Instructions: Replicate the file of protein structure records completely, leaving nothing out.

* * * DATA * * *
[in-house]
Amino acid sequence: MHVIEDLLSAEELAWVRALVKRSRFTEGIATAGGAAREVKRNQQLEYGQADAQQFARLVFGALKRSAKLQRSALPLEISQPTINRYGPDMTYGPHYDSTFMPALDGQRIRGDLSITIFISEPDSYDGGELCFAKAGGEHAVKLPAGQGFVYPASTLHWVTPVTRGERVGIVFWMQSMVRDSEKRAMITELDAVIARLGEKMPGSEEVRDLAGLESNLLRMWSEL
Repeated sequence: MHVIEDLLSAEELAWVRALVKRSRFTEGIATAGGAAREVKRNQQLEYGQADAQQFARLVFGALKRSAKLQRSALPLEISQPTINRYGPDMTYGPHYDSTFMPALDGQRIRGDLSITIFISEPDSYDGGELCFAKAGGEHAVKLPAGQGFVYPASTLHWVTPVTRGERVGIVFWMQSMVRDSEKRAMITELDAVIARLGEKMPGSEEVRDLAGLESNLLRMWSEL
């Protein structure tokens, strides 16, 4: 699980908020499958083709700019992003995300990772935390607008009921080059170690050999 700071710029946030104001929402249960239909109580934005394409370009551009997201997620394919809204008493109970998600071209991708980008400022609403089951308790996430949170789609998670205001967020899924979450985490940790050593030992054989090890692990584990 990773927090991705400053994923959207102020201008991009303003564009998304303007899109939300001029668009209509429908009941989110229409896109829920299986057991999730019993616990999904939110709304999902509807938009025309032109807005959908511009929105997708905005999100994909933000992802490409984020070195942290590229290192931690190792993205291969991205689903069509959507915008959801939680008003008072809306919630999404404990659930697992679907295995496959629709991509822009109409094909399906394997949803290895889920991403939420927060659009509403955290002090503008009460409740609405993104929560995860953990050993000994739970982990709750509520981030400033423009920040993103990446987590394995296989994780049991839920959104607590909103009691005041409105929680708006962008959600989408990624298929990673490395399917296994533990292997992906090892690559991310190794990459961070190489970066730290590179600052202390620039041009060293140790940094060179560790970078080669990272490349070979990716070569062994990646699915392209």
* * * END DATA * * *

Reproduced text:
[in-house]
Amino acid sequence: MHVIEDLLSAEELAWVRALVKRSRFTEGIATAGGAAREVKRNQQLEYGQADAQQFARLVFGALKRSAKLQRSALPLEISQPTINRYGPDMTYGPHYDSTFMPALDGQRIRGDLSITIFISEPDSYDGGELCFAKAGGEHAVKLPAGQGFVYPASTLHWVTPVTRGERVGIVFWMQSMVRDSEKRAMITELDAVIARLGEKMPGSEEVRDLAGLESNLLRMWSEL
Repeated sequence: MHVIEDLLSAEELAWVRALVKRSRFTEGIATAGGAAREVKRNQQLEYGQADAQQFARLVFGALKRSAKLQRSALPLEISQPTINRYGPDMTYGPHYDSTFMPALDGQRIRGDLSITIFISEPDSYDGGELCFAKAGGEHAVKLPAGQGFVYPASTLHWVTPVTRGERVGIVFWMQSMVRDSEKRAMITELDAVIARLGEKMPGSEEVRDLAGLESNLLRMWSEL
């Protein structure tokens, strides 16, 4: 699980908020499958083709700019992003995300990772935390607008009921080059170690050999 700071710029946030104001929402249960239909109580934005394409370009551009997201997620394919809204008493109970998600071209991708980008400022609403089951308790996430949170789609998670205001967020899924979450985490940790050593030992054989090890692990584990 990773927090991705400053994923959207102020201008991009303003564009998304303007899109939300001029668009209509429908009941989110229409896109829920299986057991999730019993616990999904939110709304999902509807938009025309032109807005959908511009929105997708905005999100994909933000992802490409984020070195942290590229290192931690190792993205291969991205689903069509959507915008959801939680008003008072809306919630999404404990659930697992679907295995496959629709991509822009109409094909399906394997949803290895889920991403939420927060659009509403955290002090503008009460409740609405993104929560995860953990050993000994739970982990709750509520981030400033423009920040993103990446987590394995296989994780049991839920959104607590909103009691005041409105929680708006962008959600989408990624298929990673490395399917296994533990292997992906090892690559991310190794990459961070190489970066730290590179600052202390620039041009060293140790940094060179560790970078080669990272490349070979990716070569062994990646699915392209």